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Tuesday, June 19, 2007

The Prisoner's Dilemma

The Prisoner’s Dilemma is a psychological exercise in decision making that inform our daily lives and teaches us how to cope in the real world with real people.

Bill Whittle explains:

Not too long ago, just in passing, my friend Richard Riley pointed me to a famous case in game theory called The Prisoner’s Dilemma.

Now we need to really understand this, because if we do I think many of our present troubles will become clear.

Here’s how Wikipedia presents the case:

Two suspects, A and B, are arrested by the police. The police have insufficient evidence for a conviction, and, having separated both prisoners, visit each of them to offer the same deal: if one testifies for the prosecution against the other and the other remains silent, the betrayer goes free and the silent accomplice receives the full 10-year sentence. If both stay silent, both prisoners are sentenced to only six months in jail for a minor charge. If each betrays the other, each receives a two-year sentence. Each prisoner must make the choice of whether to betray the other or to remain silent. However, neither prisoner knows for sure what choice the other prisoner will make. So this dilemma poses the question: How should the prisoners act? The dilemma can be summarized thus:

Prisoner B Stays Silent Prisoner B Betrays
Prisoner A Stays Silent Each serves six months Prisoner A serves ten years
Prisoner B goes free
Prisoner A Betrays Prisoner A goes free
Prisoner B serves ten years Each serves two years

In deciding what to do in strategic situations, it is normally important to predict what others will do. This is not the case here. If you knew the other prisoner would stay silent, your best move is to betray as you then walk free instead of receiving the minor sentence. If you knew the other prisoner would betray, your best move is still to betray, as you receive a lesser sentence than by silence. Betraying is a dominant strategy. The other prisoner reasons similarly, and therefore also chooses to betray. Yet by both betraying they get a lower payoff than they would get by staying silent. So rational, self-interested play results in each prisoner being worse off than if they had stayed silent.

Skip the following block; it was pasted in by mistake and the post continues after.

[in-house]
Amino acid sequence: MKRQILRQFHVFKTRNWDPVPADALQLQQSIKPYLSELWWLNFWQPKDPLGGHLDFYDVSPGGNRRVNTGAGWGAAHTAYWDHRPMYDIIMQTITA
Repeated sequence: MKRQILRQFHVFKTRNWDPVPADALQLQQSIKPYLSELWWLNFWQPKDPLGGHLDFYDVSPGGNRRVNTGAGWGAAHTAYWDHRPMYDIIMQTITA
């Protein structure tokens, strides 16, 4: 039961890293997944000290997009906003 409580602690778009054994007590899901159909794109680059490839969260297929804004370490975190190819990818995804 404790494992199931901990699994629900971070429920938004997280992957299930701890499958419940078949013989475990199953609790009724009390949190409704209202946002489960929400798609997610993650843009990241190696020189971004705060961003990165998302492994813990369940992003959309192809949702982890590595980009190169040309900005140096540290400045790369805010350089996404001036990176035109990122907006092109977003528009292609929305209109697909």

Okay, we can simplify this:

If I screw you, but you don’t screw me, I win very big and you lose very big.
If you screw me and I don’t screw you, I lose very big and you win very big.
If neither screws each other, we both suffer mild punishment.
If we both screw each other, we both suffer medium punishment.
The Prisoner’s Dilemma, therefore, is an analogy we use to test the results of how people treat each other.

Now, if this game is played one time, the winning strategy invariably is to Screw the Other Guy. If he doesn’t screw you, you get off free. If he does, you serve two years. But if you didn’t, and he decided to screw you – ten years. No one wants to risk that. Screw the Other Guy is the only smart position, and when the game is run thousands of times on computers it comes out the very clear winner.

But! What happens if the game is played again and again, against the same person? Does Screw the Other Guy continue to be the best strategy?

It does not!

The best strategy for a repeating game (called the Iterated Prisoner’s Dilemma) is not Screw The Other Guy, and -- surprisingly at first glance -- it’s not Always Cooperate With The Other Guy, either.

The winning strategy is Tit-for-Tat. That is, you do to the guy what he did to you last turn. If he cooperated, you cooperate. If he screwed you, you screw him back. Over thousands and millions of computer runs, using every strategy from complete aggression to complete forgiveness, Tit-for-Tat “wins” every time – that is, it results in the least jail time for you.